Author: Holly Black
Genre: YA Fantasy/UF
"Children can have a cruel, absolute sense of justice. Children can kill a monster and feel quite proud of themselves. A girl can look at her brother and believe they’re destined to be a knight and a bard who battle evil. She can believe she’s found the thing she’s been made for.
Hazel lives with her brother, Ben, in the strange town of Fairfold where humans and fae exist side by side. The faeries’ seemingly harmless magic attracts tourists, but Hazel knows how dangerous they can be, and she knows how to stop them. Or she did, once.
At the center of it all, there is a glass coffin in the woods. It rests right on the ground and in it sleeps a boy with horns on his head and ears as pointed as knives. Hazel and Ben were both in love with him as children. The boy has slept there for generations, never waking.
Until one day, he does…
As the world turns upside down, Hazel tries to remember her years pretending to be a knight. But swept up in new love, shifting loyalties, and the fresh sting of betrayal, will it be enough?"
I have been reading so many books with faeries in them lately (I'm calling it my Fantasy Run), this seemed like the obvious continuation.
Now, Black did an amazing job of creating an intriguing, fun world.
But, there was just something missing to make it amazing. Don't get me wrong, I loved the pairings, and even did a full happy dance to the positive LGBTQ+ representation. Severin was bi and Ben was gay? Loved it, really did, and like I mentioned to someone a while back, this wasn't a gay character just for the representation; it was an actually properly fleshed-out gay character, with good character development, and actual point in the plot. So, kudos to Ms Black for that.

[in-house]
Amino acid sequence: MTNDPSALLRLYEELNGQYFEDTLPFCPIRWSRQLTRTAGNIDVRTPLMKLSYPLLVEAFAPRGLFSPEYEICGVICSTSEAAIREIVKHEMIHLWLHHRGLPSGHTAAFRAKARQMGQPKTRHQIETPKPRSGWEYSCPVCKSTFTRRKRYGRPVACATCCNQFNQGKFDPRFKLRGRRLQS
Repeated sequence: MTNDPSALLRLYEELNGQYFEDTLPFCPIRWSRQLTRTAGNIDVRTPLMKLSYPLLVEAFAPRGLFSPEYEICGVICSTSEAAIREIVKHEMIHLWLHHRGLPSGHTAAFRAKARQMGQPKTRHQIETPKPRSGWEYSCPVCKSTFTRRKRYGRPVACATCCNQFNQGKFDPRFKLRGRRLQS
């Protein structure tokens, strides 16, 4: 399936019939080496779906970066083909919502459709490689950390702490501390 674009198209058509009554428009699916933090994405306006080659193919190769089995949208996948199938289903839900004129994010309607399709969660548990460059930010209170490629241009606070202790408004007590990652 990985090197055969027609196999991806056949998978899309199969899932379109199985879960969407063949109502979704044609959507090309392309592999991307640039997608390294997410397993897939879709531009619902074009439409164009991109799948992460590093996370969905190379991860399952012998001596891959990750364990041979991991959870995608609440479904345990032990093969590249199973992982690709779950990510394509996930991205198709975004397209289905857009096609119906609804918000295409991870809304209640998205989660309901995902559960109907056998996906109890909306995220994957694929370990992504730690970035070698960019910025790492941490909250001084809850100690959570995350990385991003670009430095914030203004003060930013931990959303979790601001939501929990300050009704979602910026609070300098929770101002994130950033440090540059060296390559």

I also want to make my relief over the lack of a love triangle very, very clear. Yes, thank you for writing a good YA book that doesn't have two guys fighting over a girl (or, you know, a guy and a girl fighting over one guy, as it would have been in this case.)
I guess it was just that, for a story that deals with scary, trickful faeries, they didn't feel all too scary at all. It was more like funny pranks - oh well take years off your life, but not by killing you, no, by training you to be an awesome soldier. The scariest part, honestly, was Sorrow - and while I really liked the symbolism of how she was "defeated", it was also a bit of an anticlimax, and sort of made the ending very predictable.
Overall though, an enjoyable read. For my introduction to Black's books, I was pleasantly surprised.